10. Nobody said whether they fell for my trick of telling you to turn your volume up just before the loudspeaker stated playing. I was hoping I’d catch a few of you out with that one! 😛

  11. >Nobody said whether they fell for my trick of telling you to turn your volume up.
    I fell for it. Doh!

  12. Your area looks similar to mine if not a little more Inaka? SuoOshima has that address system + reminders to children to do their homework, old people don’t leave the stoves unattended etc etc

  13. You should rig the system so that instead of the morinaga milk jingle becomes the chorus water jingle by nick ramsay! that jingle rules!

  14. I like the fact that they wake you up in the middle of the night to let you know that there is a fire 20 minutes from your house so take care. Then an hour later after you have fallen back to sleep, they wake you up to let you know that it is safe and that you can now relax.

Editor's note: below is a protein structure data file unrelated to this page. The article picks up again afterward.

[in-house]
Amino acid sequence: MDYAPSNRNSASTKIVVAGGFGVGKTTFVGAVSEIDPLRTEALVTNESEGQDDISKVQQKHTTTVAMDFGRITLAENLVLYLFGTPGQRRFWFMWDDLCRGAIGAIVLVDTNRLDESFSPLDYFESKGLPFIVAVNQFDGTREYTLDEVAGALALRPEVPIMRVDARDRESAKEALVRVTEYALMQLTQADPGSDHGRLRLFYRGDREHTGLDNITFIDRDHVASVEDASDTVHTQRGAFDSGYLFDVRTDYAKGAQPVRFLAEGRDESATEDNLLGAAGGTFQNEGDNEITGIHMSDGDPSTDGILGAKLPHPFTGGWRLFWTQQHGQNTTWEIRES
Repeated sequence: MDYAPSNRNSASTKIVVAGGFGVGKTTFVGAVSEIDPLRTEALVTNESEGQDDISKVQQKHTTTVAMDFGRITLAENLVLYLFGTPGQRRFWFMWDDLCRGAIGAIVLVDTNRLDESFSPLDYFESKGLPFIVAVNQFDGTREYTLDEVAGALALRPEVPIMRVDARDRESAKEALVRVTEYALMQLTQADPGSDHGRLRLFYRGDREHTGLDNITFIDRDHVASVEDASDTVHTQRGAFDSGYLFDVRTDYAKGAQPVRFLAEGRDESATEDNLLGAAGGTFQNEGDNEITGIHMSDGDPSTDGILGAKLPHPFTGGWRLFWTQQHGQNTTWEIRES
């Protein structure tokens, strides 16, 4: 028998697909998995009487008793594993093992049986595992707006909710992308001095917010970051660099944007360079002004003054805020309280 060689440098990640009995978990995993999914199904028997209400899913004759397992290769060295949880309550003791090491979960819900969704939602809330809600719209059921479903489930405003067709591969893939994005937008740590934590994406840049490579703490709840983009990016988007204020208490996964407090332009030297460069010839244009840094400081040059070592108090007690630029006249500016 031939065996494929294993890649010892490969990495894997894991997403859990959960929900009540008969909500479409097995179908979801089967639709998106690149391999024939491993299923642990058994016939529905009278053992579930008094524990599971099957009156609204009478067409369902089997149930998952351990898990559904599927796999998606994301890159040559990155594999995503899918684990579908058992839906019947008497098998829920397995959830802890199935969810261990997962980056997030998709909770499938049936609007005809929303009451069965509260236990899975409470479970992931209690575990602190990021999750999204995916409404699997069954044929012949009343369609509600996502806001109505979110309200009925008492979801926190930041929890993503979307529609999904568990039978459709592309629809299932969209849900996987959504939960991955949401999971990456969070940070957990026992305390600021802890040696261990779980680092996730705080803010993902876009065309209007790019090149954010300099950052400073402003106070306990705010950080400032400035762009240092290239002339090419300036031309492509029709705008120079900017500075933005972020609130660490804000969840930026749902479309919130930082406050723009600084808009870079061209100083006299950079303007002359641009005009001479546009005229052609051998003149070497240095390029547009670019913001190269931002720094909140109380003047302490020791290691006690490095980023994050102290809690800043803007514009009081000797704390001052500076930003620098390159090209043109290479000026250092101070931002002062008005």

I used to think it was the government telling us that production was up 3% and that we are happy or unhappy with you!
    Mind you I really think it is cute that they use the speakers to find old people who have lost their way and to keep an eye out for them! The other day I heard one and they describe what this person was wearing an roughly an hour later, let everyone know that they had found them and that they were safe and well.

    1. That would be hilarious at first, but very not funny when you realize they are serious…. “Ding Dong! Put your backs into it people, FTSE has dropped 9 points!… This announcement has been sponsored by Morinaga Milk, the fine people who brought you Chorus Water. Ding!”

  15. Makes you wonder how many of the lost old people are found standing directly underneath the blaring loud speaker. It must attract them like a moth to a flame assuming they aren’t completely deaf.